Bankroll Advice: Knowing When to Quit

When you sit down at your favorite game you should really have only one thing on your mind - playing the best poker you can.

If you're going to be successful you have to bring your A-game to the table every time. The question is, how long can you play at peak performance?

Becoming a winning poker player means knowing when to quit. You have to know your own limitations and recognize when you're on a bad streak so you can get out of a game before you break your bankroll.

My general rule is that as long as you're playing good poker, there's no need to quit the game. I absolutely hate it when players set limits on how much to win or lose and use that to determine when they should stop playing.

If you're on a rush in poker, the game is good and you're making good money, you should always continue playing. Poker has a lot to do with confidence, and if you're on a winning streak your confidence is definitely high. You'll tend to make more aggressive decisions and punish people for drawing. In a nutshell, you'll own the table.

It can also be a mistake to quit a losing game if you're playing well because it can easily turn into a winning one with time. I've played in games where I lost $3,000 before turning it around to win $20,000. If I had set a guideline for myself to get out after a $2,500 loss, I never would have made the money.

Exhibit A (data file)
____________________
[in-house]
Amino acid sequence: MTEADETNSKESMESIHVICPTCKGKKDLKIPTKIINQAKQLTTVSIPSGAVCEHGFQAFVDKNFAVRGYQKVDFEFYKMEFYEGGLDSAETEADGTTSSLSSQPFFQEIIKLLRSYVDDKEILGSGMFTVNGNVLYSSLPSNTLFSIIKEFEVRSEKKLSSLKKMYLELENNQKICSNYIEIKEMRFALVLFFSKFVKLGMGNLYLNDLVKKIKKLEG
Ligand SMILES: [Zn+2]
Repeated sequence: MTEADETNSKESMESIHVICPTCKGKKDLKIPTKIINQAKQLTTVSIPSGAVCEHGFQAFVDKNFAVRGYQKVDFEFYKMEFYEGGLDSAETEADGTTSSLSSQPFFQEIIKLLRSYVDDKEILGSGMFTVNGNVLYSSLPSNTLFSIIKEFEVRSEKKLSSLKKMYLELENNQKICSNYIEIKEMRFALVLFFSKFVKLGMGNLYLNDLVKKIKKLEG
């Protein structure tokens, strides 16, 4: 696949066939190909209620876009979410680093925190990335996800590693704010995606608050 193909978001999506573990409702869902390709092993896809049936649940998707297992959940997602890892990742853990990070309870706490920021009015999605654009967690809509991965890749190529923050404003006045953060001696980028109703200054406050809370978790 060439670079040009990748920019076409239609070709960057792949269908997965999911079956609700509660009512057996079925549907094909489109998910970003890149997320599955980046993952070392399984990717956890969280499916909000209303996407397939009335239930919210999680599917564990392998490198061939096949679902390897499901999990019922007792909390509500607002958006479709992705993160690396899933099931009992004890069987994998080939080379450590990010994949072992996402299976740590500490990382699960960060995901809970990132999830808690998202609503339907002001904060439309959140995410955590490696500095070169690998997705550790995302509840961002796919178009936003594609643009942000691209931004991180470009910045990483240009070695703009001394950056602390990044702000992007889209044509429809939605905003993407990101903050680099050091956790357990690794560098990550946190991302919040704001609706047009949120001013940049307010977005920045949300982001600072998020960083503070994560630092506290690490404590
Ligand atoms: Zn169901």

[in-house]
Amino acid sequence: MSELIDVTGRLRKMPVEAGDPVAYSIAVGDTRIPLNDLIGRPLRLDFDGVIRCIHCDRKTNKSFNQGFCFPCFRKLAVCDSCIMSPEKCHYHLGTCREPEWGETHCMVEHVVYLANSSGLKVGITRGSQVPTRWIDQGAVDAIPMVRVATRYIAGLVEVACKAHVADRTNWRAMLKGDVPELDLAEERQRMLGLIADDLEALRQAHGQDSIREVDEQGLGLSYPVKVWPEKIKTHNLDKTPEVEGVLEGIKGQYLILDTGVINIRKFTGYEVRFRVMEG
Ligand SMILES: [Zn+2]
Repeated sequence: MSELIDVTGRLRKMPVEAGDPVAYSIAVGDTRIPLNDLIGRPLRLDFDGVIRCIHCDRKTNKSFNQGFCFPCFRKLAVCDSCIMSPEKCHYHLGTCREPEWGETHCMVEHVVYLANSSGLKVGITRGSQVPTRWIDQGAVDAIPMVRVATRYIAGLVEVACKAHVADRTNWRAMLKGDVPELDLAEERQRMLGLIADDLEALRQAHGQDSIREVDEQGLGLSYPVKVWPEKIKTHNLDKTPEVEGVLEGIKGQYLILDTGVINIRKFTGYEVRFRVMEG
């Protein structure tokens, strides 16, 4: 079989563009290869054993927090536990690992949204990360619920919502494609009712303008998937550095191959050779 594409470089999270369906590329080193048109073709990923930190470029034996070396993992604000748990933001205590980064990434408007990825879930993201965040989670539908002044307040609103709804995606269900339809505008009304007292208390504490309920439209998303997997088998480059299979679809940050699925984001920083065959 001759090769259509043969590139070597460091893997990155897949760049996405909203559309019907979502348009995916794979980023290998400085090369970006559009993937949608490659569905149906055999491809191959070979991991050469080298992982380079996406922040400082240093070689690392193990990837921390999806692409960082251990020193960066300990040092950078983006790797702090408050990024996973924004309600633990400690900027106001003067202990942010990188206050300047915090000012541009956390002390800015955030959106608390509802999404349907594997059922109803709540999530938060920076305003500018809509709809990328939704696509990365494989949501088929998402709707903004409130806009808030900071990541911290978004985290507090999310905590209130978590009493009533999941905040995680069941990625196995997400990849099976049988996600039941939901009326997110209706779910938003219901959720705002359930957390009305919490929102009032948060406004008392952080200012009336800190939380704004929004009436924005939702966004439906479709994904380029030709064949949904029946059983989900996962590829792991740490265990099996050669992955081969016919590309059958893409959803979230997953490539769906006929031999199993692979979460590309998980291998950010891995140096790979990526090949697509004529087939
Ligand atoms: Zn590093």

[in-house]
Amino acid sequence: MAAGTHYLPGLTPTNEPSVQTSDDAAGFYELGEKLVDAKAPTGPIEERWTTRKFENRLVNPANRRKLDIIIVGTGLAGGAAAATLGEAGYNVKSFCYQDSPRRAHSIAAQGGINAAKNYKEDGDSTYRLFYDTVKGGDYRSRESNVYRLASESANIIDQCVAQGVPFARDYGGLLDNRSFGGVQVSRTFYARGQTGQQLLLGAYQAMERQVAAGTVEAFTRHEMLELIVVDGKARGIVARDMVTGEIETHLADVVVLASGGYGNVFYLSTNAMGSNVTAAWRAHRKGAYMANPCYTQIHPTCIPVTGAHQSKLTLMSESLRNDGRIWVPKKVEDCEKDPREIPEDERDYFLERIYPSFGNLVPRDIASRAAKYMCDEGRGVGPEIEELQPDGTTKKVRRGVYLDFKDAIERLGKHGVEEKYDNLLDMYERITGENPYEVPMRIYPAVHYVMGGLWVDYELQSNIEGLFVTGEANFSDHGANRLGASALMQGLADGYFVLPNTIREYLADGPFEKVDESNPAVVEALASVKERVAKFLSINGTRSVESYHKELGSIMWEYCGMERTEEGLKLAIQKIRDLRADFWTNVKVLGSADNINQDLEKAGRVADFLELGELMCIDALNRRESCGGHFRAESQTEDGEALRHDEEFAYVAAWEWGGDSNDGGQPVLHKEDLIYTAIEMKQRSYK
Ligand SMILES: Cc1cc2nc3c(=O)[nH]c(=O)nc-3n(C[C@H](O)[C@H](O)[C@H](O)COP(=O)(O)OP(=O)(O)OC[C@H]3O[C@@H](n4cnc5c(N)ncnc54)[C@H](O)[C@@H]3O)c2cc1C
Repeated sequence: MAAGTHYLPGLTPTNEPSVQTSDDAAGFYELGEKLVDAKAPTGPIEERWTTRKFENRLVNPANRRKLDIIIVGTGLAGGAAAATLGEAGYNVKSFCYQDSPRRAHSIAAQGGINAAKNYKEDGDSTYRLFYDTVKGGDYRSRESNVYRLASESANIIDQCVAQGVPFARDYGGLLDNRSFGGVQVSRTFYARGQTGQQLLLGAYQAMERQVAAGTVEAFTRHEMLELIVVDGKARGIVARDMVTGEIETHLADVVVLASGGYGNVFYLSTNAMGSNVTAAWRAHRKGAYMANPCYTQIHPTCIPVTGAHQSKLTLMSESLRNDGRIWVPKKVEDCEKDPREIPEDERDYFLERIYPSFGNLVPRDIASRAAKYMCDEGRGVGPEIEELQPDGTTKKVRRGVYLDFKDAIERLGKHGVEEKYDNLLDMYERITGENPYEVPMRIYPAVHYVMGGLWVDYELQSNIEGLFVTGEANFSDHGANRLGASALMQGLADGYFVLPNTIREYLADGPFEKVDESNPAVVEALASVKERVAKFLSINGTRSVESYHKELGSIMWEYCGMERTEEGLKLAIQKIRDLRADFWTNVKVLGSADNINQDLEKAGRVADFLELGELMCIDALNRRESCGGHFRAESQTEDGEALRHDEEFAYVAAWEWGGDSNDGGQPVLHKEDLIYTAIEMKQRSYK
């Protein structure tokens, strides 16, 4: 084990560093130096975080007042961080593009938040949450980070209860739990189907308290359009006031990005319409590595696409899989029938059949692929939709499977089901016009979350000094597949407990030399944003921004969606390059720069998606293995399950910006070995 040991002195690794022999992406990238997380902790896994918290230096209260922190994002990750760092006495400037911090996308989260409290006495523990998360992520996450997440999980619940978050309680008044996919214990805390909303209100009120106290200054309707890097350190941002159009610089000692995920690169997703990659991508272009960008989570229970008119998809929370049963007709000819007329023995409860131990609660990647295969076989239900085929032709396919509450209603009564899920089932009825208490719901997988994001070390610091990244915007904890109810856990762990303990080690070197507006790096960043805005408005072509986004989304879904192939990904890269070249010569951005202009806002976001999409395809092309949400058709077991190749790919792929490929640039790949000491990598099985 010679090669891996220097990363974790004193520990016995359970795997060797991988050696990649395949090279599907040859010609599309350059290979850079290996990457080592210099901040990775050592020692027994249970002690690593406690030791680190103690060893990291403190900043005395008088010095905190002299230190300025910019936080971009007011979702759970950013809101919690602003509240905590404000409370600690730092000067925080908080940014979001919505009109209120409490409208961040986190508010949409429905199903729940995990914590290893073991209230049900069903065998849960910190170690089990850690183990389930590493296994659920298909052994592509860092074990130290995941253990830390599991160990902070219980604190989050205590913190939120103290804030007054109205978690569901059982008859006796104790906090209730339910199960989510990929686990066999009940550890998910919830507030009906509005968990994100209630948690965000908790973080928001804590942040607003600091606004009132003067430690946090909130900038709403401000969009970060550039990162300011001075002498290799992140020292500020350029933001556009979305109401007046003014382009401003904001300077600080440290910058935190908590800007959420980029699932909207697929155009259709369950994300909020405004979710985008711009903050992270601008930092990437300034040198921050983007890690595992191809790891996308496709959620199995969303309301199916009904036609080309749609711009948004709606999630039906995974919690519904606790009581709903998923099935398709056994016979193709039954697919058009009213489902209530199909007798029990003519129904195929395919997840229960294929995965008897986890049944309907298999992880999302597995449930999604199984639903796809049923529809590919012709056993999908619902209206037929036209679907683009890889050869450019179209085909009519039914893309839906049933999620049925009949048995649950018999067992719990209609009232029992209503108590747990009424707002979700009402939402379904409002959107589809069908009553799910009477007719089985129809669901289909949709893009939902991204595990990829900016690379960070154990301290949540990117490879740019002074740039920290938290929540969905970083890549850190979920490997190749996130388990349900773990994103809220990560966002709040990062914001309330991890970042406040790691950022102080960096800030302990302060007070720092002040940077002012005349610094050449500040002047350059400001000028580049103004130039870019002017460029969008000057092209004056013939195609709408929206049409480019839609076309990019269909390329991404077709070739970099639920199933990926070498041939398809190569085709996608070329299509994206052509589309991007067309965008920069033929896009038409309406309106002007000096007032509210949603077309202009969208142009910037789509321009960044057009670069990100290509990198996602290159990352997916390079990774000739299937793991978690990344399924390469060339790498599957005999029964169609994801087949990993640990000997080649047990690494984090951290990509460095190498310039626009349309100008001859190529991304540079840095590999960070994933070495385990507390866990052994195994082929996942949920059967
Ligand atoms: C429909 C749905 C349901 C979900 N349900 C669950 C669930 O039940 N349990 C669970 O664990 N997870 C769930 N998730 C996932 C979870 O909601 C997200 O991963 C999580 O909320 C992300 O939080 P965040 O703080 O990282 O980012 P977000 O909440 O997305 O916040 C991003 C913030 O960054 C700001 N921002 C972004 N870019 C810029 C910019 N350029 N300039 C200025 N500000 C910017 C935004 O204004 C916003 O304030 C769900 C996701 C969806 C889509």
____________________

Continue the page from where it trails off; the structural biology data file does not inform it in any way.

One of the only times I recommend leaving is if your bankroll can't handle any more hits. If your bankroll has taken a huge, once-in-a-blue-moon hit, then it's probably best to take a break.

Then there are those times when your bankroll can handle a losing streak but you can't. Although it's easier said than done, you should quit right away if you're emotionally affected in any way by a losing session.

A losing streak isn't the only thing that can affect your mental state and sabotage your game. If you're tired and need rest, you need to stop playing. Research has shown that when people take any type of test, they do much better when they're alert and have eaten. This relates to poker as well. I've noticed that when I'm tired, I tend to call more marginal hands and rush decisions.

If you want to play your best, you must always feel good physically and be mentally alert so you can focus on the game. Take breaks when you need to because the game will always be there when you're ready to come back to it.

See you at the tables.

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